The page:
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Ambani feud worries CLSA, Merrill Lynch
BS Markets Bureau in Mumbai |
December 16, 2004 09:22 IST
Foreign brokerages are clearly getting worried about the long drawn out spat within the Ambani family. In a recent report to clients, foreign brokerage CLSA said: "The energy of the owner-family may get dissipated in resolving the dispute."
Further, it says, "If resolution of this issue gets out of the realm of the family (either through a politicisation of the dispute, or through a court battle or otherwise), the repercussions could well be many-fold."
The Reliance 'ownership issue'
In much the same tone, DSPMerrill Lynch has said that a prolonged family dispute may delay upcoming projects in the Reliance group. "A prolonged dispute over asset division could harm the company," it said.
Reliance has strong growth potential in its refining and infocomm businesses, it said. Arguing that the Reliance Industries stock has been a major underperformer among Sensex stocks in the last three months, CLSA says: "The overwhelming factors that will drive Reliance's stock performance in the near-term will not necessarily be related to business fundamentals."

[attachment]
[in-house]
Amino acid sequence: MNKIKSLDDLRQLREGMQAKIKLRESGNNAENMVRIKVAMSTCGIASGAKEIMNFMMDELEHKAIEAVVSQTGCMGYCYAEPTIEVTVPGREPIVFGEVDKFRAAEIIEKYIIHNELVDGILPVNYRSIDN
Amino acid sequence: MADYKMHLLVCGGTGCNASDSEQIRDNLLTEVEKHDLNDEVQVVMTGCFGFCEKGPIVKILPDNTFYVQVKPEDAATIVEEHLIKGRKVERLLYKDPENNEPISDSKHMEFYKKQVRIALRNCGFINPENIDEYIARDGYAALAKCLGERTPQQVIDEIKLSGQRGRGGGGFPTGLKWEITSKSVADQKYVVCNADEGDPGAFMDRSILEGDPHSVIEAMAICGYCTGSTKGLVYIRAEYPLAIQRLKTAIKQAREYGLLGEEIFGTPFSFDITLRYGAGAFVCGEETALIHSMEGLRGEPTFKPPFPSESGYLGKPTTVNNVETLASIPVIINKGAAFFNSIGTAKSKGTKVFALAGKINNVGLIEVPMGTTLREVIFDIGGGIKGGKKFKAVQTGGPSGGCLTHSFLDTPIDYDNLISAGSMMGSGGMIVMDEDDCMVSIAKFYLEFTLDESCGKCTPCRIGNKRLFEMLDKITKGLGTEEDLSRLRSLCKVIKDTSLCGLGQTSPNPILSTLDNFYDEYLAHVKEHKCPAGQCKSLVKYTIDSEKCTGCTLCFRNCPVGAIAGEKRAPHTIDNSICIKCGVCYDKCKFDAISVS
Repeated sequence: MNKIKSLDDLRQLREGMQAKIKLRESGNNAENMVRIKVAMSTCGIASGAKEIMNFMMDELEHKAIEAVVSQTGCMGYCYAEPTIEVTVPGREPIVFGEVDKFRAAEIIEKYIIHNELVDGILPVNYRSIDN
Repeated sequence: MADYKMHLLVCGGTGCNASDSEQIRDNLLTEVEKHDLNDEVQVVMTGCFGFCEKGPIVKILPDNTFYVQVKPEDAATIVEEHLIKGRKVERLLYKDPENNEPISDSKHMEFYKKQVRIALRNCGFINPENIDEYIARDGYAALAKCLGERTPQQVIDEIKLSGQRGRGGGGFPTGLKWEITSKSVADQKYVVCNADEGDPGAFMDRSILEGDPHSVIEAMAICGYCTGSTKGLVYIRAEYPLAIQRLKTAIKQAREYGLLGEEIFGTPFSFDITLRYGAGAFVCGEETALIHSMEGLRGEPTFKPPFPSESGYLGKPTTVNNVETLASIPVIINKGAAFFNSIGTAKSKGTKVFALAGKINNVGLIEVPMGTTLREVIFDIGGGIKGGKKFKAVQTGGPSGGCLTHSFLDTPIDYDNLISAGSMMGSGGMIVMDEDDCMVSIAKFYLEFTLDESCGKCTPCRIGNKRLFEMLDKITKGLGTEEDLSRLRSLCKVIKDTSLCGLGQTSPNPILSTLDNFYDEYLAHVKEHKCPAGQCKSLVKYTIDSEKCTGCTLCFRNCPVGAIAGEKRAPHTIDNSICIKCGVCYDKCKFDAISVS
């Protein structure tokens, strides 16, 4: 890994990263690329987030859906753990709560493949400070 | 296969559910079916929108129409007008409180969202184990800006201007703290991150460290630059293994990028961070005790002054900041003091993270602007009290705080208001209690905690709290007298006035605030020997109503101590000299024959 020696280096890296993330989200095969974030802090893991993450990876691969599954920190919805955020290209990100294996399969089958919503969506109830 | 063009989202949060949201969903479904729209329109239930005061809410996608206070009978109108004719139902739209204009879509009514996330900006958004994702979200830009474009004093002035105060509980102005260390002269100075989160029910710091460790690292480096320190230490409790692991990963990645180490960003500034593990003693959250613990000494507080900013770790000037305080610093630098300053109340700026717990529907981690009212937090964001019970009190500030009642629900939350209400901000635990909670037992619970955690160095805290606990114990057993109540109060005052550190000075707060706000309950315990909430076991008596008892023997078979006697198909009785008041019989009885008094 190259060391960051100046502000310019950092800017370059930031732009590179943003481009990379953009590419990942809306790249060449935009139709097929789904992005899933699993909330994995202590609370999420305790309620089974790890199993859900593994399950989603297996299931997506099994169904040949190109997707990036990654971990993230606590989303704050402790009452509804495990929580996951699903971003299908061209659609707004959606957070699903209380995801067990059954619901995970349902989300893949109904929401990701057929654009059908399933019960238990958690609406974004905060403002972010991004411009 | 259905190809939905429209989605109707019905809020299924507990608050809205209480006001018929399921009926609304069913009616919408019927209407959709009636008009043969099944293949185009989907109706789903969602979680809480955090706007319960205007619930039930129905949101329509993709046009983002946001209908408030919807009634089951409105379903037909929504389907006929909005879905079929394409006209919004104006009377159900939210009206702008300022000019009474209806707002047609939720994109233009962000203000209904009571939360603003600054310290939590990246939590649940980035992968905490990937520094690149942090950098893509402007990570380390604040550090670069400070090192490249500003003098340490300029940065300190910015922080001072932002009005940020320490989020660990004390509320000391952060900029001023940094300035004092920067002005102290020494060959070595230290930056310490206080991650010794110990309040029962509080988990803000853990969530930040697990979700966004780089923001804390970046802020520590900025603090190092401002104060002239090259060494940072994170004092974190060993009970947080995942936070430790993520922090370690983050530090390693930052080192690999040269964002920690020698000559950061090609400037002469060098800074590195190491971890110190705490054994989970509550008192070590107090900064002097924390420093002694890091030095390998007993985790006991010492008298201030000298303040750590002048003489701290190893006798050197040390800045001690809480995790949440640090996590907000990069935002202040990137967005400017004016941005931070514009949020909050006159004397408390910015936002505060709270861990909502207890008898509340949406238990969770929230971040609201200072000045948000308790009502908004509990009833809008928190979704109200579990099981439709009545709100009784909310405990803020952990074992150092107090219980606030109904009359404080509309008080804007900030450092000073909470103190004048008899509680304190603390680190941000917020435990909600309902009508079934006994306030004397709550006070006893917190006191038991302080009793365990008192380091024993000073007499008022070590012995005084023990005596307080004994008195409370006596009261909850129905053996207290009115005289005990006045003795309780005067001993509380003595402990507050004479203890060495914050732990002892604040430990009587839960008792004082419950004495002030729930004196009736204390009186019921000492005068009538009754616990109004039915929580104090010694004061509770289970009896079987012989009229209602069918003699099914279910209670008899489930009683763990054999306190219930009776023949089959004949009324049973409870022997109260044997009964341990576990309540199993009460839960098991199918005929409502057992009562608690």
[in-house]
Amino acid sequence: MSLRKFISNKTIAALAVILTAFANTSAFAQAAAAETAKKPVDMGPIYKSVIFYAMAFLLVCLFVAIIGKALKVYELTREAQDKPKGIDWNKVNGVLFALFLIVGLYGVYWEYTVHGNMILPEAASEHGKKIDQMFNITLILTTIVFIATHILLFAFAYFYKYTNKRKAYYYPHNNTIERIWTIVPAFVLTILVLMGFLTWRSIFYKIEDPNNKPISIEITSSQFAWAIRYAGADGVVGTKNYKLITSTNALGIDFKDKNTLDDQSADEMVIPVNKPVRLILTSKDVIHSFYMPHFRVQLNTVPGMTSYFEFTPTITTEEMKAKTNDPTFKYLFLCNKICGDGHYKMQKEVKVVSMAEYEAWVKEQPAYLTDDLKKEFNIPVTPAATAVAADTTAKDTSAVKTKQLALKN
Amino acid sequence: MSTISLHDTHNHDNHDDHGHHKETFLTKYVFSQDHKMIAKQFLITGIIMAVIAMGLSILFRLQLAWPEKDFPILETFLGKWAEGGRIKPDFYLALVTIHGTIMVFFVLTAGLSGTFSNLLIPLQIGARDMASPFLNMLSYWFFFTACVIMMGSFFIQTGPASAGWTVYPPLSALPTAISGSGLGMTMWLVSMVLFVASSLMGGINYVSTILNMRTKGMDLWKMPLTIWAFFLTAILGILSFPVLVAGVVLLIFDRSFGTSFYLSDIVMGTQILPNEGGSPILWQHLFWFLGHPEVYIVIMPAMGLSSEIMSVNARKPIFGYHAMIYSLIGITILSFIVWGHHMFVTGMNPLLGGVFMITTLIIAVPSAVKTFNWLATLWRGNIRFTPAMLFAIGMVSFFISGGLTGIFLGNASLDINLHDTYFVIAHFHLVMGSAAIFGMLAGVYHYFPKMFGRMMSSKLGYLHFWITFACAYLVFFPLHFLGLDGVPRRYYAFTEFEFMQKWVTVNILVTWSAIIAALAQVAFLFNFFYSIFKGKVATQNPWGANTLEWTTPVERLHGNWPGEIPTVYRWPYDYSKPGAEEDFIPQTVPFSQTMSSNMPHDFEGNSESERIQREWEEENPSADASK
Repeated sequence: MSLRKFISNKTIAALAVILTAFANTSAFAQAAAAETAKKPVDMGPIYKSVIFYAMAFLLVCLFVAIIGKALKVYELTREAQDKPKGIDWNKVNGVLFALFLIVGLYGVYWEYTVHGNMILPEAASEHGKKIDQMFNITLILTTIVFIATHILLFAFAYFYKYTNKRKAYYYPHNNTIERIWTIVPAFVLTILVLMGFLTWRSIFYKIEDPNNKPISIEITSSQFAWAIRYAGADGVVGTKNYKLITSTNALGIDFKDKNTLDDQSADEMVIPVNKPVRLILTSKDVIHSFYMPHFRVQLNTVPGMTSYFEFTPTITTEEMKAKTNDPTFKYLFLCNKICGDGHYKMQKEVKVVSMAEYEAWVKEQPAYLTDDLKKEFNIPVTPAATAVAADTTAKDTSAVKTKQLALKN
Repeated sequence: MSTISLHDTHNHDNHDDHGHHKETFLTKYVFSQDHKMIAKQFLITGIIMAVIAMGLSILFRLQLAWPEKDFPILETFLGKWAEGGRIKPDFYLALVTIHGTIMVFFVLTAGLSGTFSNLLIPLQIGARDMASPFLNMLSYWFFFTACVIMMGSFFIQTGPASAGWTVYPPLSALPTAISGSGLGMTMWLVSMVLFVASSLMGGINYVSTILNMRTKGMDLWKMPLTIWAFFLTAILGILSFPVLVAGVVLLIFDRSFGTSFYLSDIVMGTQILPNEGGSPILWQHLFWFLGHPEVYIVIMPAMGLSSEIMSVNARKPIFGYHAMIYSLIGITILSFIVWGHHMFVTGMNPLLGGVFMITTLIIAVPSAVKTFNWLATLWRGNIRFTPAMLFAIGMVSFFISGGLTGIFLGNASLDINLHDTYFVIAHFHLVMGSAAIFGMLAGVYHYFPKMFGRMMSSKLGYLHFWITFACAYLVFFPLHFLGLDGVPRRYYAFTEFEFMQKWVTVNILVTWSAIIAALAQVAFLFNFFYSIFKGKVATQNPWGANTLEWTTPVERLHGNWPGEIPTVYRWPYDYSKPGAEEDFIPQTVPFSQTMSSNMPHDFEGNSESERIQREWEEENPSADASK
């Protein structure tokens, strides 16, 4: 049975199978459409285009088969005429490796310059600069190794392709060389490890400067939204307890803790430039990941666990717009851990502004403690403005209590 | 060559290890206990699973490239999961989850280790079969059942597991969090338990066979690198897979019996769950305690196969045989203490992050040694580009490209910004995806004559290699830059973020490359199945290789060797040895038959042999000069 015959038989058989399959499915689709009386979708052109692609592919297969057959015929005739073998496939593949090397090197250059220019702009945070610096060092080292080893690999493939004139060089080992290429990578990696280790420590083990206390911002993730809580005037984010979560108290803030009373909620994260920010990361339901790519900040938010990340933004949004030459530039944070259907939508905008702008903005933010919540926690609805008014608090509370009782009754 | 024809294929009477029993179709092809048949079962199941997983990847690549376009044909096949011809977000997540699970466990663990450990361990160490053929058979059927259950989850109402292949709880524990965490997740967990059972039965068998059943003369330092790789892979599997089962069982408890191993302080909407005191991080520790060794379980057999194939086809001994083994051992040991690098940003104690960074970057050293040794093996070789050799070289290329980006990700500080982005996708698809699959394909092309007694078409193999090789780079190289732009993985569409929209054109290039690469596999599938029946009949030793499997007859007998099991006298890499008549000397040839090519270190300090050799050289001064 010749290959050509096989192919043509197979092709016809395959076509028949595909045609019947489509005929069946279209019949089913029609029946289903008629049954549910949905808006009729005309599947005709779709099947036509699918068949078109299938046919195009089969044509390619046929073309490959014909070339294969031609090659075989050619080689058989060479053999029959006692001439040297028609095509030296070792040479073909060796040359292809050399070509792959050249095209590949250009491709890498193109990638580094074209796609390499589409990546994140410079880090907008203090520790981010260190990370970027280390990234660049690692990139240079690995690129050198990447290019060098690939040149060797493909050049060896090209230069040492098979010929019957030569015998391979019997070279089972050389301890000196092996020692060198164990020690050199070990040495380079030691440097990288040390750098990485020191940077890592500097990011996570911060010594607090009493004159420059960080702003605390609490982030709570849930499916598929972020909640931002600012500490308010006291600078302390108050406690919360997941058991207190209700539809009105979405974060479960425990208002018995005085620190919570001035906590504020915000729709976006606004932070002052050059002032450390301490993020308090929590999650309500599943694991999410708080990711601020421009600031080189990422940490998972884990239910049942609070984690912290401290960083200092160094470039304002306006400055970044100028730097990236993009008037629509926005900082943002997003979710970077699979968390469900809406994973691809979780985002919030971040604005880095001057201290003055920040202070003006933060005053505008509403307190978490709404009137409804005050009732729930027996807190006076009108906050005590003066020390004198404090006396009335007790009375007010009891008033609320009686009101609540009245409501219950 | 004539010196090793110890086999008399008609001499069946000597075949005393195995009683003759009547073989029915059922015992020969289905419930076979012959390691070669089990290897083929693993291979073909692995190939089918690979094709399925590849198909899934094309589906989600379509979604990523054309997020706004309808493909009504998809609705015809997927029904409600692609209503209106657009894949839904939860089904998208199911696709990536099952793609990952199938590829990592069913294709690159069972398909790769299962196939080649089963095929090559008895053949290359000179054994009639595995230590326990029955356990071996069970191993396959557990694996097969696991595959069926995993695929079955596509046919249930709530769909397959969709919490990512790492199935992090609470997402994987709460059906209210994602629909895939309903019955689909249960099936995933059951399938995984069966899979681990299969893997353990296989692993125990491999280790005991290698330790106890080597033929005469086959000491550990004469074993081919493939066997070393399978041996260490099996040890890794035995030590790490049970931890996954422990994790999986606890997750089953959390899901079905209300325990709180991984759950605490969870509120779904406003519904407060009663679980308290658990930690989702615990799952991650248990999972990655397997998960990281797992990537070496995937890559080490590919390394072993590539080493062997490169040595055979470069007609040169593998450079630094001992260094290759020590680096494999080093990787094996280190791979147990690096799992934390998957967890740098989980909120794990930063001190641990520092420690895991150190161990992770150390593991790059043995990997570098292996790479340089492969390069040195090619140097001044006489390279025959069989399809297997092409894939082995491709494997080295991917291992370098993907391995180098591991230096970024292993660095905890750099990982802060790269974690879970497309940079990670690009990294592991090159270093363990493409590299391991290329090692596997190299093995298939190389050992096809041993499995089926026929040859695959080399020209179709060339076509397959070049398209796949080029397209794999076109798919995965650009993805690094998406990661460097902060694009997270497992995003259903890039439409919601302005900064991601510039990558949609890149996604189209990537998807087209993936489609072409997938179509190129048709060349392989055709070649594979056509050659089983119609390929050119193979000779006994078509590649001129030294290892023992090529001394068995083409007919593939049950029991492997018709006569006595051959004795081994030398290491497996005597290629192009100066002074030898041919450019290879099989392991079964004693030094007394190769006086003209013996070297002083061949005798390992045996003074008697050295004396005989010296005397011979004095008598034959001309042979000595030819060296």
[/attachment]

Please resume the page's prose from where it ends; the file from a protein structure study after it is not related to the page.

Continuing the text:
CLSA says: "There is no denying the fact that Reliance offers good value at current levels, especially with both refining and petrochemical cycles being in a sweet spot."
Among the key issues to be resolved, CLSA says, the foremost relates to the ownership of the web of investment companies listed as "Persons acting in concert."
Commenting on speculation on the division of assets within the Reliance group, CLSA notes: "In our view, Reliance Industries as a single entity can create more value to its shareholders (given the synergies it has), and thus any re-organisation will have to be carefully evaluated.
"The best case scenario is an obvious one -- the family amicably resolves the issue and the entities are left as they are. The worst case scenario is a prolonged legal dispute, as this could well sap a lot of familial energy that has been a key force for the success of the group."
Further CLSA says corporate governance issues in the company are an issue, especially, "issues relating to how independent the board is and whether the interests of the minority shareholders have been compromised."The brokerage says "Reliance's corporate governance rankings have always been on the lower quartile, and lack of transparency and doubts about board independence have always been known."